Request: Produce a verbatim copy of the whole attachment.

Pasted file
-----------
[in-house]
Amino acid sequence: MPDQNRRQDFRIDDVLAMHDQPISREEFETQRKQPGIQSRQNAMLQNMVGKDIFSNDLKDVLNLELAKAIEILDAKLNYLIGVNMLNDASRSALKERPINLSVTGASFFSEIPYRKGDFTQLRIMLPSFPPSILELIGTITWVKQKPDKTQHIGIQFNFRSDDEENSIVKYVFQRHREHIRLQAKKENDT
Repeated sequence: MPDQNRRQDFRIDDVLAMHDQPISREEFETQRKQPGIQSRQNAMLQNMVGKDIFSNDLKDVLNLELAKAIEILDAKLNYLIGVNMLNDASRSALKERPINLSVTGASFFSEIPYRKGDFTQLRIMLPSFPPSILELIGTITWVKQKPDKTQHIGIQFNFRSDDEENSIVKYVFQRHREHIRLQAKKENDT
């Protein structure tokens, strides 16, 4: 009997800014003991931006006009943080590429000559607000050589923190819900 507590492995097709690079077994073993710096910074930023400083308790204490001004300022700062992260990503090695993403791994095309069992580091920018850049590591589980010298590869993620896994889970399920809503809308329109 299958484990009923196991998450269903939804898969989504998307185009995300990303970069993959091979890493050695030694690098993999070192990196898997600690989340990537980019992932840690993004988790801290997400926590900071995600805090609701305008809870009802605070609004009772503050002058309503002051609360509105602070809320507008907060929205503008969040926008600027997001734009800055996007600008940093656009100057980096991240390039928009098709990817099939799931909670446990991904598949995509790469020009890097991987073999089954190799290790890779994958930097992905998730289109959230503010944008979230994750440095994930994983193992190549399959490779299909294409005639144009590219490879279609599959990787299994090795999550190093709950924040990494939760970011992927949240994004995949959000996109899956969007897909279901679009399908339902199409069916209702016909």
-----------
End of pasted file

[in-house]
Amino acid sequence: MPDQNRRQDFRIDDVLAMHDQPISREEFETQRKQPGIQSRQNAMLQNMVGKDIFSNDLKDVLNLELAKAIEILDAKLNYLIGVNMLNDASRSALKERPINLSVTGASFFSEIPYRKGDFTQLRIMLPSFPPSILELIGTITWVKQKPDKTQHIGIQFNFRSDDEENSIVKYVFQRHREHIRLQAKKENDT
Repeated sequence: MPDQNRRQDFRIDDVLAMHDQPISREEFETQRKQPGIQSRQNAMLQNMVGKDIFSNDLKDVLNLELAKAIEILDAKLNYLIGVNMLNDASRSALKERPINLSVTGASFFSEIPYRKGDFTQLRIMLPSFPPSILELIGTITWVKQKPDKTQHIGIQFNFRSDDEENSIVKYVFQRHREHIRLQAKKENDT
């Protein structure tokens, strides 16, 4: 009997800014003991931006006009943080590429000559607000050589923190819900 507590492995097709690079077994073993710096910074930023400083308790204490001004300022700062992260990503090695993403791994095309069992580091920018850049590591589980010298590869993620896994889970399920809503809308329109 299958484990009923196991998450269903939804898969989504998307185009995300990303970069993959091979890493050695030694690098993999070192990196898997600690989340990537980019992932840690993004988790801290997400926590900071995600805090609701305008809870009802605070609004009772503050002058309503002051609360509105602070809320507008907060929205503008969040926008600027997001734009800055996007600008940093656009100057980096991240390039928009098709990817099939799931909670446990991904598949995509790469020009890097991987073999089954190799290790890779994958930097992905998730289109959230503010944008979230994750440095994930994983193992190549399959490779299909294409005639144009590219490879279609599959990787299994090795999550190093709950924040990494939760970011992927949240994004995949959000996109899956969007897909279901679009399908339902199409069916209702016909």